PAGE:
Commensal Observing

Commensal observations can be an effective way to maximize observing hours on Observatory telescopes, by allowing multiple experiments or systems to run simultaneously, when resources allow. The Observatory may support two kinds of commensal observing: commensal observing projects, and commensal systems.

Commensal observing projects refer to peer-reviewed, PI science projects which can be done simultaneously on Observatory telescopes using Observatory backends to conduct two different experiments concurrently. Investigators wishing to carry out commensal observing projects submit independent science proposals as separate primary and secondary proposals, which go through the normal time allocation processes, and are subject to standard data policies.

Commensal systems may be backends or data pipelines which have been approved to run on Observatory telescopes while some PI science experiments are running. Commensal observing systems which are currently on the VLA are described at the proposing page.

A primary proposal controls the telescope pointings and requests the full amount of telescope hours required to fulfill the science objectives detailed in the proposal. Secondary proposals are to run commensally with the primary pointings but make no formal request for an allocation of telescope time. However, when preparing a secondary commensal proposal, please ensure that a nominal amount of time is requested for a session (e.g., 0.1 hrs), even if it is a dummy session. Each proposal must contain estimates of the full resources needed (correlator setup, data rates, etc.) to carry out their specific part of the project.

During the proposal review and time allocation process it will be determined if the combination of the observing set-up and the positions by the primary or secondary proposals conflict with any approved projects. In the case of a conflict, some data restrictions may be applied to the primary and/or the secondary commensal proposal. If the primary and secondary proposals use the same back-end resources (e.g., VLA-WIDAR) it may be necessary for technical reasons to require that the investigators on both primary and commensal projects be given full access to all data.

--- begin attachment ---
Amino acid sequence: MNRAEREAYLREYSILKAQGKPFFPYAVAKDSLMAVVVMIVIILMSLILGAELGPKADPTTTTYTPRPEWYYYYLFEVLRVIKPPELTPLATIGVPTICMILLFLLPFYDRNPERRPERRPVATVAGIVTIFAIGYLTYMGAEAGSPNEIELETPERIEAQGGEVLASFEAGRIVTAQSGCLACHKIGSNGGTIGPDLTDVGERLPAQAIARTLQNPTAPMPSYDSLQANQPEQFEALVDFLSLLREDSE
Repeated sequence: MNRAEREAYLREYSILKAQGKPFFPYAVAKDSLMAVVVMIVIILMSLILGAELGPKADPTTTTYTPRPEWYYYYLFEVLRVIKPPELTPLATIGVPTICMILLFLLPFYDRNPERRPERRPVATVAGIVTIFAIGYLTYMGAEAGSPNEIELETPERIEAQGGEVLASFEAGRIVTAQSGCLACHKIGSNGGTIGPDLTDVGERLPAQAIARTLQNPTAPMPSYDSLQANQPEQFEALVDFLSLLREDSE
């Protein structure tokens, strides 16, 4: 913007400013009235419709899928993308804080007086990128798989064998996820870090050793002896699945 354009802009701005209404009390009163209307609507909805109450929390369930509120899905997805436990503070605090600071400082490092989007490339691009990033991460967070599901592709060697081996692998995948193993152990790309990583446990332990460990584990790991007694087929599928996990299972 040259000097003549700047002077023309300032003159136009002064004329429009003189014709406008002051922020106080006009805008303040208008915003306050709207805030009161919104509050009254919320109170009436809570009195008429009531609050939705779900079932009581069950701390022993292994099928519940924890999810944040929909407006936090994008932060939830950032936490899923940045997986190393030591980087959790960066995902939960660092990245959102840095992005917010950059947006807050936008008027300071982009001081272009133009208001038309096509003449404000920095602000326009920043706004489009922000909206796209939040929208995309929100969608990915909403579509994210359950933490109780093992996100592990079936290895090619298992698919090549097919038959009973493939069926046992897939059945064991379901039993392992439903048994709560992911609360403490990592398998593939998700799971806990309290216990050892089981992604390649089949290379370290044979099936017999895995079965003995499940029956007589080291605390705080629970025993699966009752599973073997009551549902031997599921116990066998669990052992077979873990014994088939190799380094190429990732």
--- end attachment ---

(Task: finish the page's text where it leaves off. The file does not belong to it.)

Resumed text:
The Observatory wishes to ensure that peer-reviewed, open-skies PI science projects which are approved via review processes are protected, and that ownership of data is defined. The concept of a “PI science project” includes the science goals and the data produced from PI-specified observing setups. The operation of all commensal systems on Observatory telescopes is subject to the below policy:

Peer-reviewed, open-skies PI science, and the associated output from standard observatory backends, take priority over commensal observing systems. Commensal observing systems may run at all times during open-skies PI science, except when they conflict directly with such science, or cannot run because of technical incompatibility. Conflict is defined by a commensal system reproducing, or being able to reproduce, any part of the PI data approved by the Observatory’s Telescope Time Allocation Committee. The Observatory requires that all commensal systems provide sufficient technical information so that determinations can be made as to whether they will conflict with PI science. The primary project science PI may choose to allow a conflicting commensal system to run; in this eventuality, the commensal system may run alongside the PI science project, subject to technical compatibility. The data produced by a commensal system are controlled by the associated commensal project team.

Observatory telescopes and backends are sufficiently flexible in many cases to allow two experiments to run commensally. To the degree that this enhances science return from the telescopes, Observatory wishes to support commensal projects subject to resource and scheduling constraints. The operation of commensal systems during other (non-open-skies) observing time is subject to the details of relevant contracts or agreements. Groups wishing to carry out commensal observations should submit independent science cases as separate primary and secondary proposals.